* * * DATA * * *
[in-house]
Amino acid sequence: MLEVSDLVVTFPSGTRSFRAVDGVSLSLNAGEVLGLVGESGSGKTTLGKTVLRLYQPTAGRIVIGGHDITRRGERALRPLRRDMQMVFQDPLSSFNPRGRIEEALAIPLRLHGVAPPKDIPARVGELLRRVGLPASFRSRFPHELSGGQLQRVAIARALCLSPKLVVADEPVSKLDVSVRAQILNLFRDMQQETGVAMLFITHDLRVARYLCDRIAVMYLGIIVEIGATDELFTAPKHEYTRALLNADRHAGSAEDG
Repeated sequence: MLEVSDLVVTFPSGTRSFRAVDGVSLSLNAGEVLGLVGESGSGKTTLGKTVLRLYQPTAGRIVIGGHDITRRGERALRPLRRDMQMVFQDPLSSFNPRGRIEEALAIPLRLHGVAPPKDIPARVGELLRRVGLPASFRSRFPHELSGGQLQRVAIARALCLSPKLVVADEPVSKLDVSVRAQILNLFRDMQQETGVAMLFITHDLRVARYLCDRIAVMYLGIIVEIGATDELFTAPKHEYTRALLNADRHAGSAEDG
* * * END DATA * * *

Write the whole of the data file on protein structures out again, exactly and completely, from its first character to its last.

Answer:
[in-house]
Amino acid sequence: MLEVSDLVVTFPSGTRSFRAVDGVSLSLNAGEVLGLVGESGSGKTTLGKTVLRLYQPTAGRIVIGGHDITRRGERALRPLRRDMQMVFQDPLSSFNPRGRIEEALAIPLRLHGVAPPKDIPARVGELLRRVGLPASFRSRFPHELSGGQLQRVAIARALCLSPKLVVADEPVSKLDVSVRAQILNLFRDMQQETGVAMLFITHDLRVARYLCDRIAVMYLGIIVEIGATDELFTAPKHEYTRALLNADRHAGSAEDG
Repeated sequence: MLEVSDLVVTFPSGTRSFRAVDGVSLSLNAGEVLGLVGESGSGKTTLGKTVLRLYQPTAGRIVIGGHDITRRGERALRPLRRDMQMVFQDPLSSFNPRGRIEEALAIPLRLHGVAPPKDIPARVGELLRRVGLPASFRSRFPHELSGGQLQRVAIARALCLSPKLVVADEPVSKLDVSVRAQILNLFRDMQQETGVAMLFITHDLRVARYLCDRIAVMYLGIIVEIGATDELFTAPKHEYTRALLNADRHAGSAEDG